Well ladies and gentlemen, it seems that my opponent is dead set on making my argument for me … I for one will not be the one to impede his momentum
in this regard.
Let us explore some of Oz's statements …
In my preceding post I stated:
"It is indeed my position that rights are a timeless set of liberties based on universal virtues and not subject to alteration or convenient
approximation. They are in fact the foundations upon which societies are built on and are not to be selectively interpreted and/or suspended to
satisfy an either perceived or real threat."
To which my opponent responded:
I beg to differ on the above points that my opponent makes. To assume that rights are based on "a timelss set of liberties" is ludicrous.
Have blacks always had the same rights as white? Have women always been allowed to vote? Have gays and lesbians always been accepted readily into
society? The answer is obviously no.
And why is that?
After all Thomas Jefferson, in response and opposition to the Divine Right of Kings
stated quite clearly in The Declaration of Independence:
And yet, as my opponent stated, and as history shows us, it has in many cases taken centuries for the inherent rights of African/Native Americans,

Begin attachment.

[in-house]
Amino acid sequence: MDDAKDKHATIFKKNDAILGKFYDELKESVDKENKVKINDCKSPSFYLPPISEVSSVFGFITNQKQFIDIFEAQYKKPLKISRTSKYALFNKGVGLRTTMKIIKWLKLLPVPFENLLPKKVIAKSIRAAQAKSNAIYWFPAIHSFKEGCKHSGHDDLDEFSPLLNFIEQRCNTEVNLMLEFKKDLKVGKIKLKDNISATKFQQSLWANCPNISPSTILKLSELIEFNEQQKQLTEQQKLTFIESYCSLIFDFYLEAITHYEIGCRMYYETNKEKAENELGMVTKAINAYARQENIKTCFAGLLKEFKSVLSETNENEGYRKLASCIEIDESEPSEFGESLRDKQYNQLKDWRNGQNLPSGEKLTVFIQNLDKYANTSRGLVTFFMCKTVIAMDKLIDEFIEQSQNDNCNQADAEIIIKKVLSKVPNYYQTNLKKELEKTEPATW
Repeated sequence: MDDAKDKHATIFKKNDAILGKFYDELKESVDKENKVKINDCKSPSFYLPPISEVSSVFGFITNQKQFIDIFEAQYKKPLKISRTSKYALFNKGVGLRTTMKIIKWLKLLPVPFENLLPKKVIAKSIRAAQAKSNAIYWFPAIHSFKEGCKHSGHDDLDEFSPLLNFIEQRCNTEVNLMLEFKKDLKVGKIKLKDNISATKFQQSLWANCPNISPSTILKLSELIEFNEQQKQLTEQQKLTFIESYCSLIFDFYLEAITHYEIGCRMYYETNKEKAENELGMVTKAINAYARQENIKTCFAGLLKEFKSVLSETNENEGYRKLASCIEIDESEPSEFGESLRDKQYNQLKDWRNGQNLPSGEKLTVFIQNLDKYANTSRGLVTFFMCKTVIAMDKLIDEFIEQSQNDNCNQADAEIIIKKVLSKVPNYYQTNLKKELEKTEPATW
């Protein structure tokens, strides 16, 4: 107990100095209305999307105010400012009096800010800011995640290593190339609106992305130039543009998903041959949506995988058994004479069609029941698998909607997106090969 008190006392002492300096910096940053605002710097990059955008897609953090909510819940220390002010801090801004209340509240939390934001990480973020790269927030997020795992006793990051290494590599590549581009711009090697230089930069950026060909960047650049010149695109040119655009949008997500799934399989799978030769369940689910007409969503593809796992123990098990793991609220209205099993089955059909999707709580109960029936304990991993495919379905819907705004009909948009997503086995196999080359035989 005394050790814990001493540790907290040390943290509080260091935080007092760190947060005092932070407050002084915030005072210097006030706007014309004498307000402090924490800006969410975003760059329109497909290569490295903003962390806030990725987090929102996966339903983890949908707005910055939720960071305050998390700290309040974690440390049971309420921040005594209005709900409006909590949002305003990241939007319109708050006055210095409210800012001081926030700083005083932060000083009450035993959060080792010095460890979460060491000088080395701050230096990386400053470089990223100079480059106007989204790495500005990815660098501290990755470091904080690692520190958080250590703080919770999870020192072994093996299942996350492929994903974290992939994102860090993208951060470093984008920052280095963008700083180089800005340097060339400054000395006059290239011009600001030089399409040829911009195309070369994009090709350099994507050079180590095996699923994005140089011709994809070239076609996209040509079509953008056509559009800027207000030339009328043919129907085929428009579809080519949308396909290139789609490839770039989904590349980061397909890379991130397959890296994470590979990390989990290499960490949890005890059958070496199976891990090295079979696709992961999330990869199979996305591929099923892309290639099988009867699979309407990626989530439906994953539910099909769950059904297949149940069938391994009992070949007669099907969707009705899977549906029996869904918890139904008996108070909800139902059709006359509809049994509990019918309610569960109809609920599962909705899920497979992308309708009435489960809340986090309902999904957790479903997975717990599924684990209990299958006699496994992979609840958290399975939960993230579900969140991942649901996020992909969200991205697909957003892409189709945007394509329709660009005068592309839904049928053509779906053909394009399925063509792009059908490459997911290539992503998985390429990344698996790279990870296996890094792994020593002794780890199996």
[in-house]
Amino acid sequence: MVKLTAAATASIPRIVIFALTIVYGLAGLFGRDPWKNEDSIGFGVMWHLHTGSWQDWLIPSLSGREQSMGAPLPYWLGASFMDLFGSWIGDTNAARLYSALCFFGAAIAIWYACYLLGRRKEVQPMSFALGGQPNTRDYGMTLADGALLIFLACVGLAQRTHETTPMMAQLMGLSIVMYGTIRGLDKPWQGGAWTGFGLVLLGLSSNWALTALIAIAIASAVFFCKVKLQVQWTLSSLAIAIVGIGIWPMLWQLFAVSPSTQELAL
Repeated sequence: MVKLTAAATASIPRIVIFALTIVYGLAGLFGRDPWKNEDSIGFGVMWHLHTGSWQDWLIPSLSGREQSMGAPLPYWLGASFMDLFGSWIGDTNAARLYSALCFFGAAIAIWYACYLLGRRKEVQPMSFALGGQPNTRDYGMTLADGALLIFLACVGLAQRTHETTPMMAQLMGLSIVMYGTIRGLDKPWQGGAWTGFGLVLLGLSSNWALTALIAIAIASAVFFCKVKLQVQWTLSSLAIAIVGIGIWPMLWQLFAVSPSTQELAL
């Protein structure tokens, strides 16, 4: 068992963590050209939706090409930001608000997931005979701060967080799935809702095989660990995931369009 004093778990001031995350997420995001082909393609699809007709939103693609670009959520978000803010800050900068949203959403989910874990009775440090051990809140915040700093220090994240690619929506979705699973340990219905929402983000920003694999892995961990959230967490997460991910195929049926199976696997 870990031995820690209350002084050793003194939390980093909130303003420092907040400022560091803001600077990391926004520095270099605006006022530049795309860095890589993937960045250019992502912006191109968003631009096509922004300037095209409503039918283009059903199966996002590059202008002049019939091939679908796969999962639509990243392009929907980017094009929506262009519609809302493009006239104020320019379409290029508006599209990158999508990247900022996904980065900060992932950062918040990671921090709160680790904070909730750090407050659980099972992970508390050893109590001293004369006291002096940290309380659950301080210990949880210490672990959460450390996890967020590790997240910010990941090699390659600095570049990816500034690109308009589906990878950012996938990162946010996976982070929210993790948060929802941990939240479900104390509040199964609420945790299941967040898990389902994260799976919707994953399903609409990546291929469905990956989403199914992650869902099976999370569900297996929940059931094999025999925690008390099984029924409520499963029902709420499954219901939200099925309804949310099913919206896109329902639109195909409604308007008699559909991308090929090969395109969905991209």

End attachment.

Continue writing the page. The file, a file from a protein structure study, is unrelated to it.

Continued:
women, and other minorities to receive the benefit of the very rights which are inherently theirs. Heck it took a civil war just to recognize one,
centuries of activism for others, and in the case of same sex marriage the fight is still ongoing.
The rights were there upon the foundation of the nation, it was the whim and sentiment of the populace that precluded said minorities from their
This ladies and gentlemen is the crux of this debate and where my esteemed opponent has got it completely wrong. He is under the impression that
civil rights movements (women, african americans, native americans, etc.) were about acquiring rights for those respective minorities … when in fact
they were about receiving their inalienable rights as already expressed and established in the constitution and subsequent amendments, that up until
the point of redress, were denied to them by the aforementioned "tyranny of the majority."
Thus, as I stated earlier, rights are a timeless set of liberties based on universal virtues and not subject to alteration or convenient
Therefore when my opponent states:
My point is that universal liberties change, as society evolves.
He could not be more wrong!
Societies are built on evolution, not a concrete structure that has allows for a strict and linear growth. If we had no evolutionary
development, then we would still be back in the stone age killing those of different colour (simply for not being white etc) and assuming that women
were of lower intelligence and were of a lower class then men.
No societies are NOT built on "evolution" … they are built on fundamental principles and rights!
Societies of course do evolve, but they should
(as in the debate topic) evolve upon the founded principles and not pick and choose if and when
they should adhere to them according to simple majority and temporal popularity.
Now, there are times in the course of history that circumstances dictate a fresh look and potential inclusion of "new" rights to reflect new and/or
unforeseen demands on the foundation. After all, to continue on the house metaphor from my previous post, as the population grows and times change,